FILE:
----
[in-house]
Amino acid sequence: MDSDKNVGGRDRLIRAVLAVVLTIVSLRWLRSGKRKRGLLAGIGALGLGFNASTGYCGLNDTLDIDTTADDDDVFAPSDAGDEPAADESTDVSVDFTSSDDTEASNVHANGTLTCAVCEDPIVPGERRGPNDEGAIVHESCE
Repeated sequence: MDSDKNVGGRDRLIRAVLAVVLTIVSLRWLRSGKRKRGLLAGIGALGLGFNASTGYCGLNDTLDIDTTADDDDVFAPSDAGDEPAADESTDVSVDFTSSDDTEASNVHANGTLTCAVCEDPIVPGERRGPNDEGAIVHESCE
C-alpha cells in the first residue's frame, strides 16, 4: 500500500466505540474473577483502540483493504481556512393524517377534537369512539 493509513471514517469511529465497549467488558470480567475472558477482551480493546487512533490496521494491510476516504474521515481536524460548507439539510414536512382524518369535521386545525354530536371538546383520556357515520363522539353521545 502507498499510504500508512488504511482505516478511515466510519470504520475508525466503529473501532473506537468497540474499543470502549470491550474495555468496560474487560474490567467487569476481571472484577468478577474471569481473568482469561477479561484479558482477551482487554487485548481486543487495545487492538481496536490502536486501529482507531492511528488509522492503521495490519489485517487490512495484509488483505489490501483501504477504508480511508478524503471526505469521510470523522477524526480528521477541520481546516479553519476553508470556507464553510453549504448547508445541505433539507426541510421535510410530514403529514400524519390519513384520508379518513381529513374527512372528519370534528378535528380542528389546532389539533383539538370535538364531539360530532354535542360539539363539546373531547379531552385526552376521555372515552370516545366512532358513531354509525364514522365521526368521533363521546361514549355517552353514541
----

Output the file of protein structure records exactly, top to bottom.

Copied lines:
[in-house]
Amino acid sequence: MDSDKNVGGRDRLIRAVLAVVLTIVSLRWLRSGKRKRGLLAGIGALGLGFNASTGYCGLNDTLDIDTTADDDDVFAPSDAGDEPAADESTDVSVDFTSSDDTEASNVHANGTLTCAVCEDPIVPGERRGPNDEGAIVHESCE
Repeated sequence: MDSDKNVGGRDRLIRAVLAVVLTIVSLRWLRSGKRKRGLLAGIGALGLGFNASTGYCGLNDTLDIDTTADDDDVFAPSDAGDEPAADESTDVSVDFTSSDDTEASNVHANGTLTCAVCEDPIVPGERRGPNDEGAIVHESCE
C-alpha cells in the first residue's frame, strides 16, 4: 500500500466505540474473577483502540483493504481556512393524517377534537369512539 493509513471514517469511529465497549467488558470480567475472558477482551480493546487512533490496521494491510476516504474521515481536524460548507439539510414536512382524518369535521386545525354530536371538546383520556357515520363522539353521545 502507498499510504500508512488504511482505516478511515466510519470504520475508525466503529473501532473506537468497540474499543470502549470491550474495555468496560474487560474490567467487569476481571472484577468478577474471569481473568482469561477479561484479558482477551482487554487485548481486543487495545487492538481496536490502536486501529482507531492511528488509522492503521495490519489485517487490512495484509488483505489490501483501504477504508480511508478524503471526505469521510470523522477524526480528521477541520481546516479553519476553508470556507464553510453549504448547508445541505433539507426541510421535510410530514403529514400524519390519513384520508379518513381529513374527512372528519370534528378535528380542528389546532389539533383539538370535538364531539360530532354535542360539539363539546373531547379531552385526552376521555372515552370516545366512532358513531354509525364514522365521526368521533363521546361514549355517552353514541